In the literature, most authors agree on the theoretical definition of risk as a measure of the probability of a crash to occur given exposure to potential crash events. The relationship between risk and exposure is implied in some definitions, but more explicit in others; exposure is a normalization factor (i.e., denominator) to equalize for differences in the quantity of potential crash events in different road environments. There is also general agreement in the literature on this relationship between risk and exposure:

Formula. Risk is defined as the number of expected or measured crashes, by kind and severity, divided by exposure.

Most theoretical definitions of exposure in the literature are similar, in that exposure is a measure of the number of potential opportunities for a crash to occur. However, there is wide divergence on operational definitions of exposure, and an even wider range of exposure measures being used in practice. For example, exposure measures in the literature have been quantified in terms of:

Several key factors may explain this wide divergence in exposure measures used:

Definitions of Risk and Exposure in Public Health

Much similarity exists between how risk is conceptualized and estimated between the fields of public health and transportation safety. There are many examples in the literature of epidemiological studies that use similar methods for estimating time at-risk or some other metric needed to compute risk or rates. Differences between the two fields exist for terminology such as relative risk, which needs to be considered when interpreting and comparing findings across the two fields.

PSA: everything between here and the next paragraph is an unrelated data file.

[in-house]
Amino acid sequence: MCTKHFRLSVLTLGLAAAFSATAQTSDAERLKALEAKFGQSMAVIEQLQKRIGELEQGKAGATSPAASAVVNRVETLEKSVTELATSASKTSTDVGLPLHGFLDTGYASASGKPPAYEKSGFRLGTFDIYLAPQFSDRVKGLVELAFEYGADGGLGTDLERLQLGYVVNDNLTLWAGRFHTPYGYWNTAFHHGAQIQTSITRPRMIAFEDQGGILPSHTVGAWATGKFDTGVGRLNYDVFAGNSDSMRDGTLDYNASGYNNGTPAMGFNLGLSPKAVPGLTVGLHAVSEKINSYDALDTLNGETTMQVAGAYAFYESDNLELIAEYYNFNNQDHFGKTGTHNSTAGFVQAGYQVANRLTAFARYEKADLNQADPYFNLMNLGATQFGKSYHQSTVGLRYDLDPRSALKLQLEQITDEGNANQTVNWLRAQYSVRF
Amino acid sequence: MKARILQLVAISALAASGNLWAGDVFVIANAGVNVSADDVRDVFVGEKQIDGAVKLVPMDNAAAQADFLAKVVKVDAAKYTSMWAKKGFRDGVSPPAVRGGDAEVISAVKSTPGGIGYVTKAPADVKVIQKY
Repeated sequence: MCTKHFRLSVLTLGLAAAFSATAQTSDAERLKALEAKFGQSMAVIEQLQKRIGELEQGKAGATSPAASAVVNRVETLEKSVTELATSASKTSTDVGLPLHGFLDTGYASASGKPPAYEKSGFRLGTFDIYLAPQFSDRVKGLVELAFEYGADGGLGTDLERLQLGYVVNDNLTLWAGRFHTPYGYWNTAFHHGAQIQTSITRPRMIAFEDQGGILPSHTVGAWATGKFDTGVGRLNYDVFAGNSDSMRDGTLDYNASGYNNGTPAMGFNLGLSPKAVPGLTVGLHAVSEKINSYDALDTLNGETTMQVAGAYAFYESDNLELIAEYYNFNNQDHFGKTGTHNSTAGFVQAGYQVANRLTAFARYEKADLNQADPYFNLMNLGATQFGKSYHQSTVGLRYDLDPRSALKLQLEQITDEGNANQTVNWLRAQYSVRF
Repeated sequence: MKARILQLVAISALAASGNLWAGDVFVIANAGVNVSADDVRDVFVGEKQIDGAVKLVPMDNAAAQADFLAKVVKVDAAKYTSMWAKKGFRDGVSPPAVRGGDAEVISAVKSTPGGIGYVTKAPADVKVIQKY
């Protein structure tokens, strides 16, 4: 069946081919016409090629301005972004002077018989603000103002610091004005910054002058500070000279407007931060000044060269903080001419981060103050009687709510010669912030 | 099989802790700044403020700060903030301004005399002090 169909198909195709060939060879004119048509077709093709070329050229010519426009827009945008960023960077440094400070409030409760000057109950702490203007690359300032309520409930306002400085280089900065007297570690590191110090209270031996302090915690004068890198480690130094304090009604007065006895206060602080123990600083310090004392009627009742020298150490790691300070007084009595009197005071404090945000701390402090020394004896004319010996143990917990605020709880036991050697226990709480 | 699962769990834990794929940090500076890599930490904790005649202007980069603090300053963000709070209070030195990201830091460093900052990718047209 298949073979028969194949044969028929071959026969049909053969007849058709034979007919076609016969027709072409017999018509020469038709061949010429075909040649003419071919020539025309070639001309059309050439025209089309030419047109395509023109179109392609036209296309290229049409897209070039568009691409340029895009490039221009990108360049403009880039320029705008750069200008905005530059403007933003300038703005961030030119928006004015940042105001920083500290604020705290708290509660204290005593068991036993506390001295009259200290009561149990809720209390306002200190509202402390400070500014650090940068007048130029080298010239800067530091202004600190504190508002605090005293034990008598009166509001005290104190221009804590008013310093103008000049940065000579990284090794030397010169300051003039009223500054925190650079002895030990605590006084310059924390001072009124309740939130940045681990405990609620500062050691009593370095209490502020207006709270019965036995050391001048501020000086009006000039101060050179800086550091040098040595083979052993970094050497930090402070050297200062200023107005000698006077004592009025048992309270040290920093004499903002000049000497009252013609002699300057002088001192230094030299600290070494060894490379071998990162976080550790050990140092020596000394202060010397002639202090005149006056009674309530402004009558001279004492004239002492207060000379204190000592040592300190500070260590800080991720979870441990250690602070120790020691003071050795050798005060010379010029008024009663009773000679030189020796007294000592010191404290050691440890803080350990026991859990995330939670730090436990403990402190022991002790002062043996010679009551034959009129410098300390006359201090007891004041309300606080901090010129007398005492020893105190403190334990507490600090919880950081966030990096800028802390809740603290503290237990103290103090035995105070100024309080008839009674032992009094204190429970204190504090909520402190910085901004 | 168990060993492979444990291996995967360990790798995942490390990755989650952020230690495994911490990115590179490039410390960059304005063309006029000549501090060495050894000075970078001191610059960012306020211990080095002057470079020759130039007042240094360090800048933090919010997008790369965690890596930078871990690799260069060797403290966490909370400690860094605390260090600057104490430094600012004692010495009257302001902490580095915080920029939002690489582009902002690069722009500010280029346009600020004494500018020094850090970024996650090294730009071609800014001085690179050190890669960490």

Importance of Geographic Scale in Exposure Analysis

Many articles in the literature emphasize the importance of geographic scale in estimating exposure. Different data sources and methods are available or feasible at different geographic scales, and this is likely to explain some of the wide divergence in the exposure measures used in pedestrian and bicyclist safety analyses. In this report, exposure scale is defined as the geographic level for which an exposure measure is desired. The literature review indicated that most exposure analyses could be grouped into one of these four scales (see Figures ES-1 and ES-2):

  1. Regional (like city, county, metropolitan statistical area, or state).
  2. Network for various area definitions (like traffic analysis zone, Census tract, or Census block group).
  3. Road segment (typically between major intersections or nodes).
  4. Point or street crossing (intersection or mid-block).
Figure ES-1. This figure illustrates two areawide scales—Regional and Network—that were found to be common in pedestrian and bicyclist safety literature. The Regional scale is the most spatially aggregate scale, and includes geographic definitions like city, county, metropolitan statistical area, state, and others. The Network scale is more granular than Regional scale, and includes US Census geographies (such as Census blocks, block groups, or tracts) and traffic analysis zones.

Figure ES-1. Areawide Scales (Regional and Network) in Pedestrian and Bicyclist Safety Literature

Figure ES-2. This figure illustrates two facility-specific scales—Segment and Point—that were found to be common in pedestrian and bicyclist safety literature. Segments are typically homogenous links between street intersections, whereas points are typically intersection or driveway crossings.

Figure ES-2. Facility-Specific Scales (Segment and Point) in Pedestrian and Bicyclist Safety Literature